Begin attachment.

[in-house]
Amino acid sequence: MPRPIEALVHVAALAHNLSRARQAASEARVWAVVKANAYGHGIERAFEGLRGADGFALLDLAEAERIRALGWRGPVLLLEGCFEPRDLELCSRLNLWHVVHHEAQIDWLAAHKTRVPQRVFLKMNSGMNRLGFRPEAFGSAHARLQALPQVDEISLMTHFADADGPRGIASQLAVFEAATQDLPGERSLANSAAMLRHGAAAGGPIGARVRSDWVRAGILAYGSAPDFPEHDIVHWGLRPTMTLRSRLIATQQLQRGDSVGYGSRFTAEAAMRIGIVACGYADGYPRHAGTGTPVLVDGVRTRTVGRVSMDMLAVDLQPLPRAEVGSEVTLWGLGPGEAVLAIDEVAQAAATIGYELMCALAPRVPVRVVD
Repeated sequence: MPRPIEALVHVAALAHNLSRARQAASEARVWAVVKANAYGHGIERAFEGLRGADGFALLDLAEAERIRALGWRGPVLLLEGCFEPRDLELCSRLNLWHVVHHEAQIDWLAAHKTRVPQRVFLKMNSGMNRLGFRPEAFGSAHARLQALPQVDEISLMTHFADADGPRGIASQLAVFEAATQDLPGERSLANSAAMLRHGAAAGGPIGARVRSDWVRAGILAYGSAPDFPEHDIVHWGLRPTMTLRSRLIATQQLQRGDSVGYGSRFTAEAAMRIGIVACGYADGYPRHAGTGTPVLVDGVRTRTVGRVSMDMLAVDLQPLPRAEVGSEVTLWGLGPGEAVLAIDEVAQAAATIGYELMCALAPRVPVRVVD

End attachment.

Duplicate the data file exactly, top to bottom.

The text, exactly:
[in-house]
Amino acid sequence: MPRPIEALVHVAALAHNLSRARQAASEARVWAVVKANAYGHGIERAFEGLRGADGFALLDLAEAERIRALGWRGPVLLLEGCFEPRDLELCSRLNLWHVVHHEAQIDWLAAHKTRVPQRVFLKMNSGMNRLGFRPEAFGSAHARLQALPQVDEISLMTHFADADGPRGIASQLAVFEAATQDLPGERSLANSAAMLRHGAAAGGPIGARVRSDWVRAGILAYGSAPDFPEHDIVHWGLRPTMTLRSRLIATQQLQRGDSVGYGSRFTAEAAMRIGIVACGYADGYPRHAGTGTPVLVDGVRTRTVGRVSMDMLAVDLQPLPRAEVGSEVTLWGLGPGEAVLAIDEVAQAAATIGYELMCALAPRVPVRVVD
Repeated sequence: MPRPIEALVHVAALAHNLSRARQAASEARVWAVVKANAYGHGIERAFEGLRGADGFALLDLAEAERIRALGWRGPVLLLEGCFEPRDLELCSRLNLWHVVHHEAQIDWLAAHKTRVPQRVFLKMNSGMNRLGFRPEAFGSAHARLQALPQVDEISLMTHFADADGPRGIASQLAVFEAATQDLPGERSLANSAAMLRHGAAAGGPIGARVRSDWVRAGILAYGSAPDFPEHDIVHWGLRPTMTLRSRLIATQQLQRGDSVGYGSRFTAEAAMRIGIVACGYADGYPRHAGTGTPVLVDGVRTRTVGRVSMDMLAVDLQPLPRAEVGSEVTLWGLGPGEAVLAIDEVAQAAATIGYELMCALAPRVPVRVVD